12 OCTOBER 1850, Page 14

J.Alff - AETINE IN ENGLAND ALPHONSE DE 1AM.SeETINE,gives 'England a certificate of

character under his own hand. For he is not always absorbed in his Narcis- sus contemplation, but occasionally varies 'his delights with the survey of something else which can be called good and great. If his bill of fare were reduced to a dietary table, probably one article would recur as 'often as gruel in .a workhouse dietaiy—and that article is Lamartine ; but there are other articles : the East is his cheese, 'England his potatoes, and Heaven his beer. The most striking qualities about Lamartine are his humility, his modesty, and his greatness ; .ancl7he loses no :pains to convince his maidens of all three. As ,to his humility, it dictates every linehe utters : he always speaks of .Himself in the most Jumble terms, and so dis- parages his writings—"these few -pages ,without value-that you wonder why he pliblishes•them. As .tolais modesty, it is the subject of a eontroversybetween him_ and his critics. -His critics accuse him of a moral indecency the 'most Iktgrantl and, with the eloquence so peenTiaily his' own, be takes a pridein distilling the very essence of these .attacks. Thus, the statesman-poet-orator, speaking in his Nouvelles Lisqficlenees of the abuse leashed on his original Confulencesly the critics,says- "They believed, or pretended to believe, that Lsouhlit a worthless cele- brity in thetellies of -my own heart; they said that, by an anticipation of wamty, I -witihed to phi& and enjoy during my lifetime the-sad-ephemeral blossoms which would spring-up: on nay grave. They have cried outagainst the profanation of theinnermost feelings, themhamelessneas of a soul laid bare, the bad Mate of reminiscences betrayed, the venality of hilly things,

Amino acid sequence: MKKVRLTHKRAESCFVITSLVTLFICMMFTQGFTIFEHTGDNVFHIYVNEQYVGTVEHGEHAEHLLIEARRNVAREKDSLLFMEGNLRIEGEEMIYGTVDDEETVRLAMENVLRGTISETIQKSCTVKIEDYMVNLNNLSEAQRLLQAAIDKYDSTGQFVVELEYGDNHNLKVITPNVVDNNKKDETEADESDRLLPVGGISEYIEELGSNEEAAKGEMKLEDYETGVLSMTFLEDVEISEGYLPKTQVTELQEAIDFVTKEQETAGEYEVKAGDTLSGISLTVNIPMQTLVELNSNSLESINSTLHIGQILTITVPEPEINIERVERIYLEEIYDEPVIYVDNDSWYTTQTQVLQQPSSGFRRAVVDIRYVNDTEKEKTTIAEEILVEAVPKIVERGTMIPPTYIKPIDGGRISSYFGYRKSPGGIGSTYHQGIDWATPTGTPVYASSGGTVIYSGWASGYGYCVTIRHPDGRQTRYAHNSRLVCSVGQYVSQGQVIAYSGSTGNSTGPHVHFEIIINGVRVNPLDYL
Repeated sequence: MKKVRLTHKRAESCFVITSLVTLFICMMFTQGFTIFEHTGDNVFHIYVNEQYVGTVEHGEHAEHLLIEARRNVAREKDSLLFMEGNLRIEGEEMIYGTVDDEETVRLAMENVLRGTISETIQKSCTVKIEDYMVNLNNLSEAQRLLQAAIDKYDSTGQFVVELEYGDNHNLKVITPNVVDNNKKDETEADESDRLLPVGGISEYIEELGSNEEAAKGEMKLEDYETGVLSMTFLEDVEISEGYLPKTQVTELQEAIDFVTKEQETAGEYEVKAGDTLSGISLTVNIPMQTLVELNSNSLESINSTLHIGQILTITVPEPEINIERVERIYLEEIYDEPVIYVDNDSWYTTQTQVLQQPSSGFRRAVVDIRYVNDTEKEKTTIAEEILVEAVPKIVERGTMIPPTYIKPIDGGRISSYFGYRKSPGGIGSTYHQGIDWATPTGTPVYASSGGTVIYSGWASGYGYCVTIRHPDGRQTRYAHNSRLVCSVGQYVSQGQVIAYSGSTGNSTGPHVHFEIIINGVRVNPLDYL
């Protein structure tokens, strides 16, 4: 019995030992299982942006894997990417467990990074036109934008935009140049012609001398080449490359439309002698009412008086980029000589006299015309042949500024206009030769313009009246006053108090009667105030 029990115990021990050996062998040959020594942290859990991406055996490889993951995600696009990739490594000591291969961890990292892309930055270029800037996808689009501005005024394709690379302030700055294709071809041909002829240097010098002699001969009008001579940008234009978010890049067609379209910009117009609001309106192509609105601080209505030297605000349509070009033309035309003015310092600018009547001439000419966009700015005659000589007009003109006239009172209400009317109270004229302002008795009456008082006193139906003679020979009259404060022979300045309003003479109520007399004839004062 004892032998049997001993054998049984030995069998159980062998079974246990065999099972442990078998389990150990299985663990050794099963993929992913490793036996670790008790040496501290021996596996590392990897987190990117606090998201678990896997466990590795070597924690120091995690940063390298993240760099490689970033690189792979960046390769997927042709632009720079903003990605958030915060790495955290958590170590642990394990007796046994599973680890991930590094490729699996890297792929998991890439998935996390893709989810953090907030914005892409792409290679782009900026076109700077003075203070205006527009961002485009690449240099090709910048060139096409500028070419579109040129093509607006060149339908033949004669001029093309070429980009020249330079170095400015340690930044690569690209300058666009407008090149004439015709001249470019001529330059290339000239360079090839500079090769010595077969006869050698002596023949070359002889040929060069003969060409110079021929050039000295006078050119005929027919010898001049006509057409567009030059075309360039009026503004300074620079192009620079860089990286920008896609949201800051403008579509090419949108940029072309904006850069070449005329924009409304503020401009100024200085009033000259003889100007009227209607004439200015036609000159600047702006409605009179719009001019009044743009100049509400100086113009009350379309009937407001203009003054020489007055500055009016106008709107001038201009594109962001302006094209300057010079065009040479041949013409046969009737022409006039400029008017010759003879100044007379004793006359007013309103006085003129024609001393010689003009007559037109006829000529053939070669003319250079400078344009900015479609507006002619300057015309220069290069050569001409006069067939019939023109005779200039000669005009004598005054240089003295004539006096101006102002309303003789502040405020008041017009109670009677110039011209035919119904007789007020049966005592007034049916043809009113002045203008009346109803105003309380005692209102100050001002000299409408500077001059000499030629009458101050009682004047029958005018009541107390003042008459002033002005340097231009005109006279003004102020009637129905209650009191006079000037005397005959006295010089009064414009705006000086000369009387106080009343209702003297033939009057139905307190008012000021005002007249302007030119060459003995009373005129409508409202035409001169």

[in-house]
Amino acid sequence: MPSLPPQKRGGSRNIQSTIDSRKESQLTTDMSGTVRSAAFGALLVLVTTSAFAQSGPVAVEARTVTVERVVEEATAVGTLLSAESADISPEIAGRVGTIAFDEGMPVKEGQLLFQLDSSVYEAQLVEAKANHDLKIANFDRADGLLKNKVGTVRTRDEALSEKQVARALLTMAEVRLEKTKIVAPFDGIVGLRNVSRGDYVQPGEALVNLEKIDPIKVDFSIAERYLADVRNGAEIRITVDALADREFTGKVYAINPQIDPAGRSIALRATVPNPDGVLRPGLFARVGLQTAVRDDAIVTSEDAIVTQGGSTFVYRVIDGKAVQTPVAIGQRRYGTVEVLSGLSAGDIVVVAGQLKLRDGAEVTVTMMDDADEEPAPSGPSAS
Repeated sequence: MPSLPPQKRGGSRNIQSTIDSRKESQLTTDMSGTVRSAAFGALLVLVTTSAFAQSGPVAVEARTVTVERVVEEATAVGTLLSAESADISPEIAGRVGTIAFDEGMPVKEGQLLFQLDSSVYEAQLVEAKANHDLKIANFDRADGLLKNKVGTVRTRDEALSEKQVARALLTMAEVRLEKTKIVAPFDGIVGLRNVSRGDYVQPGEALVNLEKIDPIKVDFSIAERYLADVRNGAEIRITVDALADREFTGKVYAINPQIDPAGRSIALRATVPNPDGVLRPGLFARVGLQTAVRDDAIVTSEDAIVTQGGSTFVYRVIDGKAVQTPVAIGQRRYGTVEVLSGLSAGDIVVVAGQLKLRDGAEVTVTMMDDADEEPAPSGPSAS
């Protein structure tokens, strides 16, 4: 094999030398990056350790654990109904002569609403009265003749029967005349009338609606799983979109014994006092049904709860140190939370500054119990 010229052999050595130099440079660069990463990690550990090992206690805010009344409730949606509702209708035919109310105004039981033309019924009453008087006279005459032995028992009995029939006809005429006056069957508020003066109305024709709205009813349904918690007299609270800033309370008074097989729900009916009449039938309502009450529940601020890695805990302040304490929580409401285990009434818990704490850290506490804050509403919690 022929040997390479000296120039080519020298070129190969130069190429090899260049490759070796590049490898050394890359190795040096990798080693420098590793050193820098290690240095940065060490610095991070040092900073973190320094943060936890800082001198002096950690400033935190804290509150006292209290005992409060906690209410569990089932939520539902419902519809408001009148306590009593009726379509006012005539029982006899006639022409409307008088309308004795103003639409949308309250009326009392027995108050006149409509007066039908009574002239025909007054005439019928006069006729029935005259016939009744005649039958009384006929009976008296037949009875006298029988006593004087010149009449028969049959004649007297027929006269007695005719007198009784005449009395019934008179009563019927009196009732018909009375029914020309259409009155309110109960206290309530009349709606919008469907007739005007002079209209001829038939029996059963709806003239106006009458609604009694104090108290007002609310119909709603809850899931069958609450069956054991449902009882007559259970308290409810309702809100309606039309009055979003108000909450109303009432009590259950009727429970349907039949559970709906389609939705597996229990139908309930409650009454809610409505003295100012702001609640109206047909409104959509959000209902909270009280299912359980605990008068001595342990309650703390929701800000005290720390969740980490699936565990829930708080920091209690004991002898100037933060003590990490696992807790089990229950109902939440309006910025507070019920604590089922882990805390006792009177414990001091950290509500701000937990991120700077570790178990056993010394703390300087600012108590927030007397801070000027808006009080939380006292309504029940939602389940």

the simony of the poet selling his 'heartstrings to save the Ames and the roof . .